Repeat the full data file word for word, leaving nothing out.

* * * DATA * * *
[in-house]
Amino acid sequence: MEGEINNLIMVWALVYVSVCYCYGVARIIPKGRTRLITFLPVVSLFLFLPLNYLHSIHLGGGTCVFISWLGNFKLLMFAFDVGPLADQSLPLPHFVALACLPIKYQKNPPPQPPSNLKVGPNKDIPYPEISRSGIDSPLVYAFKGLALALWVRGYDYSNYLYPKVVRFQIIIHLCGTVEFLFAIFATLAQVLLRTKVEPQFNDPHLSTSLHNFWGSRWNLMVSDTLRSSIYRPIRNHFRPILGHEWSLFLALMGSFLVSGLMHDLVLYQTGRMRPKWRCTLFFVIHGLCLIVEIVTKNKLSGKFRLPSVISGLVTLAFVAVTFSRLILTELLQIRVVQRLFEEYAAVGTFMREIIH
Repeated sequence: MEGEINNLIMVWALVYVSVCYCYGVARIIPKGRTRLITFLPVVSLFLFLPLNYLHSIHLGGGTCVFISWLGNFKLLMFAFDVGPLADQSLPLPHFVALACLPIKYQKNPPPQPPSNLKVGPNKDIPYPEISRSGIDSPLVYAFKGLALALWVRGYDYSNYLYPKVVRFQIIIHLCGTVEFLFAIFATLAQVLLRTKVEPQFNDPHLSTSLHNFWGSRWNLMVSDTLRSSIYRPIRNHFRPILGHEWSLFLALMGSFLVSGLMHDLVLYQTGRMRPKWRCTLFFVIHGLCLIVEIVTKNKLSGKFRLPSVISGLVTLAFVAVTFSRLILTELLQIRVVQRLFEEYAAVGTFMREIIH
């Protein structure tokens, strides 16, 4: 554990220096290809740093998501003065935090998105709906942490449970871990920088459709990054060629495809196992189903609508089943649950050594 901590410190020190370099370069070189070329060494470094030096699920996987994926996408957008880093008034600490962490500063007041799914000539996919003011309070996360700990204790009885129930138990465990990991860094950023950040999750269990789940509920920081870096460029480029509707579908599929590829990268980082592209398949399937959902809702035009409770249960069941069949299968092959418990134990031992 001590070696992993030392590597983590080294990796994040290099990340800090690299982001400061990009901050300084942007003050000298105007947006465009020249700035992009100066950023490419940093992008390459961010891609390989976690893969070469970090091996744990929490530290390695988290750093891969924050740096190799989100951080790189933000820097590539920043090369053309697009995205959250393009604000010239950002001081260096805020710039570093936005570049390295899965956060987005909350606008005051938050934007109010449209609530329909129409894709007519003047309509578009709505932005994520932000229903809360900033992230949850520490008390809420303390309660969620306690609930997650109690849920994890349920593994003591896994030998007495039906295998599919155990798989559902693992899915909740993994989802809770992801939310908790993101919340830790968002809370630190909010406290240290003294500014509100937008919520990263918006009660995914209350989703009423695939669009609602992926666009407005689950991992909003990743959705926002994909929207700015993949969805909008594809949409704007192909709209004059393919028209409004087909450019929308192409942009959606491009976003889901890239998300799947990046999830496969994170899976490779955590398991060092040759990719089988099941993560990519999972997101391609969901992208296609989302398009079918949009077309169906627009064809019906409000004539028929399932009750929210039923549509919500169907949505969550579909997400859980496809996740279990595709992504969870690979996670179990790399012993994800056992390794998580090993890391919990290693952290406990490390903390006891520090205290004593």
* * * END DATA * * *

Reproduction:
[in-house]
Amino acid sequence: MEGEINNLIMVWALVYVSVCYCYGVARIIPKGRTRLITFLPVVSLFLFLPLNYLHSIHLGGGTCVFISWLGNFKLLMFAFDVGPLADQSLPLPHFVALACLPIKYQKNPPPQPPSNLKVGPNKDIPYPEISRSGIDSPLVYAFKGLALALWVRGYDYSNYLYPKVVRFQIIIHLCGTVEFLFAIFATLAQVLLRTKVEPQFNDPHLSTSLHNFWGSRWNLMVSDTLRSSIYRPIRNHFRPILGHEWSLFLALMGSFLVSGLMHDLVLYQTGRMRPKWRCTLFFVIHGLCLIVEIVTKNKLSGKFRLPSVISGLVTLAFVAVTFSRLILTELLQIRVVQRLFEEYAAVGTFMREIIH
Repeated sequence: MEGEINNLIMVWALVYVSVCYCYGVARIIPKGRTRLITFLPVVSLFLFLPLNYLHSIHLGGGTCVFISWLGNFKLLMFAFDVGPLADQSLPLPHFVALACLPIKYQKNPPPQPPSNLKVGPNKDIPYPEISRSGIDSPLVYAFKGLALALWVRGYDYSNYLYPKVVRFQIIIHLCGTVEFLFAIFATLAQVLLRTKVEPQFNDPHLSTSLHNFWGSRWNLMVSDTLRSSIYRPIRNHFRPILGHEWSLFLALMGSFLVSGLMHDLVLYQTGRMRPKWRCTLFFVIHGLCLIVEIVTKNKLSGKFRLPSVISGLVTLAFVAVTFSRLILTELLQIRVVQRLFEEYAAVGTFMREIIH
């Protein structure tokens, strides 16, 4: 554990220096290809740093998501003065935090998105709906942490449970871990920088459709990054060629495809196992189903609508089943649950050594 901590410190020190370099370069070189070329060494470094030096699920996987994926996408957008880093008034600490962490500063007041799914000539996919003011309070996360700990204790009885129930138990465990990991860094950023950040999750269990789940509920920081870096460029480029509707579908599929590829990268980082592209398949399937959902809702035009409770249960069941069949299968092959418990134990031992 001590070696992993030392590597983590080294990796994040290099990340800090690299982001400061990009901050300084942007003050000298105007947006465009020249700035992009100066950023490419940093992008390459961010891609390989976690893969070469970090091996744990929490530290390695988290750093891969924050740096190799989100951080790189933000820097590539920043090369053309697009995205959250393009604000010239950002001081260096805020710039570093936005570049390295899965956060987005909350606008005051938050934007109010449209609530329909129409894709007519003047309509578009709505932005994520932000229903809360900033992230949850520490008390809420303390309660969620306690609930997650109690849920994890349920593994003591896994030998007495039906295998599919155990798989559902693992899915909740993994989802809770992801939310908790993101919340830790968002809370630190909010406290240290003294500014509100937008919520990263918006009660995914209350989703009423695939669009609602992926666009407005689950991992909003990743959705926002994909929207700015993949969805909008594809949409704007192909709209004059393919028209409004087909450019929308192409942009959606491009976003889901890239998300799947990046999830496969994170899976490779955590398991060092040759990719089988099941993560990519999972997101391609969901992208296609989302398009079918949009077309169906627009064809019906409000004539028929399932009750929210039923549509919500169907949505969550579909997400859980496809996740279990595709992504969870690979996670179990790399012993994800056992390794998580090993890391919990290693952290406990490390903390006891520090205290004593």